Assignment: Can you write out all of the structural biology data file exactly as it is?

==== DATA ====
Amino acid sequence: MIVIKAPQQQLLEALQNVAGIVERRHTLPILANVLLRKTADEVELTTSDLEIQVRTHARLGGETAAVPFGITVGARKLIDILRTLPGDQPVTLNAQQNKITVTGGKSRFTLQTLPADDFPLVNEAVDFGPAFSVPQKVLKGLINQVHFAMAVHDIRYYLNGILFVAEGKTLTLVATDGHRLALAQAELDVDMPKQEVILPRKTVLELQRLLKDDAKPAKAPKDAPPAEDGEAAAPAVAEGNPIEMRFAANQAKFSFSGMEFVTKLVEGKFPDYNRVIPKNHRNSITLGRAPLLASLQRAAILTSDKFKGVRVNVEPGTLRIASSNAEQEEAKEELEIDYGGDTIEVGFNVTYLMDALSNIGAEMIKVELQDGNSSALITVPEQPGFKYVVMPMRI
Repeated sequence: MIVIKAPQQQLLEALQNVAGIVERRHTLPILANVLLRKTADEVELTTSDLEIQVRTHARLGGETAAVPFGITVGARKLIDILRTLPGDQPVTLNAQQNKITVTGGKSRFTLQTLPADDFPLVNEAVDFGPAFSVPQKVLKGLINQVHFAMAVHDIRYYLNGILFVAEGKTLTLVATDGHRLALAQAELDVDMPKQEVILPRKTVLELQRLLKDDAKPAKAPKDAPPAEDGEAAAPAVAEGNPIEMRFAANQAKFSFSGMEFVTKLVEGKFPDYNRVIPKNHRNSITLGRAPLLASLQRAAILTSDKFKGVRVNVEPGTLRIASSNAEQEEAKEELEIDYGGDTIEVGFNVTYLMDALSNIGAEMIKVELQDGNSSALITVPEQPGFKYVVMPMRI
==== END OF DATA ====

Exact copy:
Amino acid sequence: MIVIKAPQQQLLEALQNVAGIVERRHTLPILANVLLRKTADEVELTTSDLEIQVRTHARLGGETAAVPFGITVGARKLIDILRTLPGDQPVTLNAQQNKITVTGGKSRFTLQTLPADDFPLVNEAVDFGPAFSVPQKVLKGLINQVHFAMAVHDIRYYLNGILFVAEGKTLTLVATDGHRLALAQAELDVDMPKQEVILPRKTVLELQRLLKDDAKPAKAPKDAPPAEDGEAAAPAVAEGNPIEMRFAANQAKFSFSGMEFVTKLVEGKFPDYNRVIPKNHRNSITLGRAPLLASLQRAAILTSDKFKGVRVNVEPGTLRIASSNAEQEEAKEELEIDYGGDTIEVGFNVTYLMDALSNIGAEMIKVELQDGNSSALITVPEQPGFKYVVMPMRI
Repeated sequence: MIVIKAPQQQLLEALQNVAGIVERRHTLPILANVLLRKTADEVELTTSDLEIQVRTHARLGGETAAVPFGITVGARKLIDILRTLPGDQPVTLNAQQNKITVTGGKSRFTLQTLPADDFPLVNEAVDFGPAFSVPQKVLKGLINQVHFAMAVHDIRYYLNGILFVAEGKTLTLVATDGHRLALAQAELDVDMPKQEVILPRKTVLELQRLLKDDAKPAKAPKDAPPAEDGEAAAPAVAEGNPIEMRFAANQAKFSFSGMEFVTKLVEGKFPDYNRVIPKNHRNSITLGRAPLLASLQRAAILTSDKFKGVRVNVEPGTLRIASSNAEQEEAKEELEIDYGGDTIEVGFNVTYLMDALSNIGAEMIKVELQDGNSSALITVPEQPGFKYVVMPMRI